A model maker’s specialism is to create and produce three-dimensional scaled models from two-dimensional drawings. Beyond the required skills of project management, albeit on a small scale, organizational ability and of course being able to see things in 3D, the work requires imaginative flair, good CAD skills, and practical hand skills.
They must also be able to communicate effectively. Most model makers working in the architectural industry are self-employed, and work on a project-by-project basis.
Model makers are responsible for replicating structures in miniature: for example, they may be required to construct a 100mm-high version of the Empire State building or to make miniature representations in timber of large areas of cities. Models are made in a range of materials including wood, plastic, or metal, using a variety of different techniques.
For models with moving parts, model makers may employ basic engineering techniques and, in some cases, for lighting the model buildings, electronics. Using a range of hand, power or machine tools, including computer-assisted equipment, model makers create models that accurately portray the requirements and ideas of architects.
In consultation with an architect, a model maker initially uses freehand drawing skills or computer-aided design (CAD) and sample materials to help visualize the finished product. Once this model is approved, a detailed model will be built and materials and resources will be sought, such as specialist paint, timbers or machinery, three-dime nsional printing resources, or large -sc ale vacuum-formers.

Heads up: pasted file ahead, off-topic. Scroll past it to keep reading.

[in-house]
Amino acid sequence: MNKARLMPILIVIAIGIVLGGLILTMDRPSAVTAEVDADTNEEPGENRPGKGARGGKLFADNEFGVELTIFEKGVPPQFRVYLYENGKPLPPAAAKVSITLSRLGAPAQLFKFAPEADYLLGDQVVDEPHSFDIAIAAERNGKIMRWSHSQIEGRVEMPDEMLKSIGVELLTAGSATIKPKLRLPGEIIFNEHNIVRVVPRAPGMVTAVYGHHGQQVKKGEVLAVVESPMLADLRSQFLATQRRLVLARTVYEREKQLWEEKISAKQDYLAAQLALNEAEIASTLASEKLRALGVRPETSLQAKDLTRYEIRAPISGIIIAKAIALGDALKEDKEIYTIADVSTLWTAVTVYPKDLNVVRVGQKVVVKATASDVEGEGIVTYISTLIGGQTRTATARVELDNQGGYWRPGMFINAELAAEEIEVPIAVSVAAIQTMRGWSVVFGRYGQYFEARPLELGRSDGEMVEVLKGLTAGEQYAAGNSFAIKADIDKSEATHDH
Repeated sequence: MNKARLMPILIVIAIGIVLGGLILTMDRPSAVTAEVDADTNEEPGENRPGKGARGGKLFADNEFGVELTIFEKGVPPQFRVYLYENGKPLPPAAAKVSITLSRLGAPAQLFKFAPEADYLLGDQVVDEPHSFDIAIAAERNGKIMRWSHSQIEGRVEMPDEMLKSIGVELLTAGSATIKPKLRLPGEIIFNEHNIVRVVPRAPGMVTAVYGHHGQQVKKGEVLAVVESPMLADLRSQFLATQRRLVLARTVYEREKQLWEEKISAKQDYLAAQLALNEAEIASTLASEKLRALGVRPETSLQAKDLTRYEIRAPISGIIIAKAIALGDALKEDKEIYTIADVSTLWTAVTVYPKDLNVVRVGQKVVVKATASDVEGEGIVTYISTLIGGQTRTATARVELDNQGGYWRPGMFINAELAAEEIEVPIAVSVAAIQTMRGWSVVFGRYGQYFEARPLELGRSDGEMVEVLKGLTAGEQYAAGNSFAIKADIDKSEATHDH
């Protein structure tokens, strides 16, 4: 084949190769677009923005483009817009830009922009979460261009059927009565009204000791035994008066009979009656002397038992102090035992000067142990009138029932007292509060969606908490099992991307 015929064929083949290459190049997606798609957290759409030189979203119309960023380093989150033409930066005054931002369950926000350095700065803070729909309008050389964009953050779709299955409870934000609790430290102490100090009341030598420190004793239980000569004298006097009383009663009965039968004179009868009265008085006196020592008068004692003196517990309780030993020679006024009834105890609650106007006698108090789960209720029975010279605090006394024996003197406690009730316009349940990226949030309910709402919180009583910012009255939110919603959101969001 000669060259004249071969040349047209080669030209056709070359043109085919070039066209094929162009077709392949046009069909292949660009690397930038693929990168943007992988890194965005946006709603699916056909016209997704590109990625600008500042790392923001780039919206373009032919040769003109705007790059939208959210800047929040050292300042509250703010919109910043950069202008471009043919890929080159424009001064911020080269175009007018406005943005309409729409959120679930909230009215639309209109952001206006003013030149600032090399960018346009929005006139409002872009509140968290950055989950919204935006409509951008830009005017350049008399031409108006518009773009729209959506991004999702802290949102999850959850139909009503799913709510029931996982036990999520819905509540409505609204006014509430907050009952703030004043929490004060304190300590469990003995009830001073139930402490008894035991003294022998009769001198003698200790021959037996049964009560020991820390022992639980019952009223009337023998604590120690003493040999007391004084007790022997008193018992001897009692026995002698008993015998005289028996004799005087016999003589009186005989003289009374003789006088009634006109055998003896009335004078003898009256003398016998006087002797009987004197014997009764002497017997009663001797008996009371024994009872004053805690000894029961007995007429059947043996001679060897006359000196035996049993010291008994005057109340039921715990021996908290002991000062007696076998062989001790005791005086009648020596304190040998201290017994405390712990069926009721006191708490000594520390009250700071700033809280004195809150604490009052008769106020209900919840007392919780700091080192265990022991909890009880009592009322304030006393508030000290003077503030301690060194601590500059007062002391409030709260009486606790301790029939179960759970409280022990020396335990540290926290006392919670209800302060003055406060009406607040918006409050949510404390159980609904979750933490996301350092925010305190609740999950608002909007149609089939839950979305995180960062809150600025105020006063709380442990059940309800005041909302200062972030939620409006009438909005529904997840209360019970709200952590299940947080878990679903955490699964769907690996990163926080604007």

Model makers will also consult with other specific departments or architectural practices such as landscape architects, visualization companies and photographers. Model makers must adhere to strict health and safety guidelines and carry out tasks in a safe work environment, because many of the materials used can be dusty and may produce dangerous fumes.
Model makers must have the imaginative flair to help and realize designs in three dimensions and also have good CAD skills with the ability to read and understand plans and technical drawings. Practical skills with hand and power tools are a must for modelling, as is familiarity with a wide range of materials and the techniques required for working with them.
To be able to work accurately whilst paying close attention to detail is essential, and being able to discuss ideas and concepts with designers and other colleagues, whilst working to tight deadlines.